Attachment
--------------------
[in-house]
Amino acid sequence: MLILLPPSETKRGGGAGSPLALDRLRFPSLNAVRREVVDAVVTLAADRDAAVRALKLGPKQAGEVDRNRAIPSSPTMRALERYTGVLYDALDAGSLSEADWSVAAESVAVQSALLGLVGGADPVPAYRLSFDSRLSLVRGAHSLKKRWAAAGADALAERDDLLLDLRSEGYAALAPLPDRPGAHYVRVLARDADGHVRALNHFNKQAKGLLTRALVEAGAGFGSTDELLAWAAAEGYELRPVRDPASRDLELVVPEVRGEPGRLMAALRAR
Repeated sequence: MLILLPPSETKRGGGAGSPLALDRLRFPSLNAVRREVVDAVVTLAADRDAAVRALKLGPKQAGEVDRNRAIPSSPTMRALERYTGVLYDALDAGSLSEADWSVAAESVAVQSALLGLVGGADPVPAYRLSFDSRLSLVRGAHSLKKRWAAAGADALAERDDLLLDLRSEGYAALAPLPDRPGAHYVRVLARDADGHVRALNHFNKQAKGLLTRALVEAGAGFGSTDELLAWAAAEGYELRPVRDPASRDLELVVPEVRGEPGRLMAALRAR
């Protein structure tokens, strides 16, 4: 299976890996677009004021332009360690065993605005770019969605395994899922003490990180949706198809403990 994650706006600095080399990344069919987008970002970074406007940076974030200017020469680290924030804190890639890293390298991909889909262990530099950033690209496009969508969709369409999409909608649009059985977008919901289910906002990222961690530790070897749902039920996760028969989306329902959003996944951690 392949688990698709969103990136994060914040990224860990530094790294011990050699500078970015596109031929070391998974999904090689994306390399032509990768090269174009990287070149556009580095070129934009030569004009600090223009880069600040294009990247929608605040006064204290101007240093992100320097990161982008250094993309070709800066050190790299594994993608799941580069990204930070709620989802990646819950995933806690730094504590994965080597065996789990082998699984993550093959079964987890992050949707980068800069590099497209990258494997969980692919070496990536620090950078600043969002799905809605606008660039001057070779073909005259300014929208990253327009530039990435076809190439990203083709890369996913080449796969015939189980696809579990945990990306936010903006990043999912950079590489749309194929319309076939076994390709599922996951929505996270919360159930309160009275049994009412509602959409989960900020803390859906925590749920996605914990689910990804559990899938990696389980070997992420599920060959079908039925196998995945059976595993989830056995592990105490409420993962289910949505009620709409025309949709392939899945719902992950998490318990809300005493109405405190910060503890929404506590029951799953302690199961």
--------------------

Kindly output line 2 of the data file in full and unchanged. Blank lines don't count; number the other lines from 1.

Amino acid sequence: MLILLPPSETKRGGGAGSPLALDRLRFPSLNAVRREVVDAVVTLAADRDAAVRALKLGPKQAGEVDRNRAIPSSPTMRALERYTGVLYDALDAGSLSEADWSVAAESVAVQSALLGLVGGADPVPAYRLSFDSRLSLVRGAHSLKKRWAAAGADALAERDDLLLDLRSEGYAALAPLPDRPGAHYVRVLARDADGHVRALNHFNKQAKGLLTRALVEAGAGFGSTDELLAWAAAEGYELRPVRDPASRDLELVVPEVRGEPGRLMAALRAR